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About 70 people turned out for a public meeting in North Charleston on Wednesday to debate the constitutionality of a proposed state law that would essentially nullify Obamacare in South Carolina.

Most speakers at the meeting said they supported the federal Affordable Care Act. Others, including Republican John Gentry, said he doesn’t, but that the proposed state law wouldn’t stand a chance in federal court.

“If we are the ultimate arbiter of what’s constitutional or not, if any state gets to decide which laws they’re going to follow and which ones they aren’t, anarchy will result,” Gentry said.

House Bill 3101, or the “Freedom of Health Care Protection Act,” would nullify the Affordable Care Act in South Carolina, making it unenforceable in this state.

It would also prohibit South Carolina from establishing a health insurance exchange and would set up a tax deduction for residents fined by the federal government for not purchasing health insurance — a new requirement starting in 2014.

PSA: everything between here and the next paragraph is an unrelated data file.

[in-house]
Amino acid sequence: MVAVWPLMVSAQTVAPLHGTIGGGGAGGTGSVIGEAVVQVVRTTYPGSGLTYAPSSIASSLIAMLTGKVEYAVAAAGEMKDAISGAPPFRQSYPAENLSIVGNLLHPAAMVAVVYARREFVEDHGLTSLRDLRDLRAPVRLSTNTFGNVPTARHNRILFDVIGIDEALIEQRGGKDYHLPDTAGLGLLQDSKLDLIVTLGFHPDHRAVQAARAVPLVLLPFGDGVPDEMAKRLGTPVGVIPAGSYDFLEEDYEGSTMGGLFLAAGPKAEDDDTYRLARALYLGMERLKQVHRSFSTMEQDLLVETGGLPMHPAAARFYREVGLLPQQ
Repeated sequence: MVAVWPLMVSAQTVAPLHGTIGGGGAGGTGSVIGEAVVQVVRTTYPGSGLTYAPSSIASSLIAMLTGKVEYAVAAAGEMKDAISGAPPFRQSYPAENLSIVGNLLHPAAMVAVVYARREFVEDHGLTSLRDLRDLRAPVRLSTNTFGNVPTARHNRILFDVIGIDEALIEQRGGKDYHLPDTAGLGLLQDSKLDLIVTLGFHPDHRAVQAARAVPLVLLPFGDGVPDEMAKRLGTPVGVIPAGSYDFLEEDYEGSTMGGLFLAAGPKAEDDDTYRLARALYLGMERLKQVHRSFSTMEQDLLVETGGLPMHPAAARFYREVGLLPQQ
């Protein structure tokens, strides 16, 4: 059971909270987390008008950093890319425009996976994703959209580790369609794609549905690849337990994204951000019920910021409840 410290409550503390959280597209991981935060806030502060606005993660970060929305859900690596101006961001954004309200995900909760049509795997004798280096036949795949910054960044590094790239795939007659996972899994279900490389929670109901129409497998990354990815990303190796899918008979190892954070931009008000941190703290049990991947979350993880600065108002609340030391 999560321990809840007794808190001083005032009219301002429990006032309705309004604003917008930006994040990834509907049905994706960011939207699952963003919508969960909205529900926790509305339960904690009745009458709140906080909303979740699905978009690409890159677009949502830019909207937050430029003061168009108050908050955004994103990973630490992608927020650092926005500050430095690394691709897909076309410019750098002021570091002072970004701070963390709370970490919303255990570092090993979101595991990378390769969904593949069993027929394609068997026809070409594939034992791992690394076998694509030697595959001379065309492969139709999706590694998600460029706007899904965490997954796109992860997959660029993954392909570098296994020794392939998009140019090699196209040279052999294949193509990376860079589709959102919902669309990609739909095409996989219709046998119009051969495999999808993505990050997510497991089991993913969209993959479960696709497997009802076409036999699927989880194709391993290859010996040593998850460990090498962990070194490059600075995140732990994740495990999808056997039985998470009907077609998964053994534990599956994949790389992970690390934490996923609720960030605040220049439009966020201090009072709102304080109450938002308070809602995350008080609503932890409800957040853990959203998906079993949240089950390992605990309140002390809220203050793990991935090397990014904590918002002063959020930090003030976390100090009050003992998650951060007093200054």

Individuals who can’t prove they are insured next year will face a $95 fine when they file income taxes in 2015. The penalty jumps to $325 the following year and $695 the year after that.

The state House of Representatives already passed the bill in May. The state Senate is scheduled to debate it when the General Assembly reconvenes in January. Gov. Nikki Haley has not indicated if she will sign the legislation if passed by both chambers of the Legislature.

Two other public meetings on the bill were held in Columbia and Greenville this week. All were convened by a panel of state senators taking a closer look at the legislation.

At times, the meeting in North Charleston was heated.

One speaker, who spoke against the nullification bill, donned a Confederate soldier’s cap to drive his point home that South Carolina has come a long way since the Civil War. Several other speakers elicited cheers and jeers from the podium.

“I’m tired of South Carolina being the butt of jokes,” said Democrat Tyler Jones.

“Most of you guys are lawyers. You know this is unconstitutional,” he told the lawmakers. “What are we doing here?”

Sen. Tom Davis, R-Beaufort, who chairs the committee, said the group will consider the public’s comments and also seek advice from constitutional scholars on the bill’s legality.

“This is the first step of a process,” Davis said.

Reach Lauren Sausser at 937-5598.

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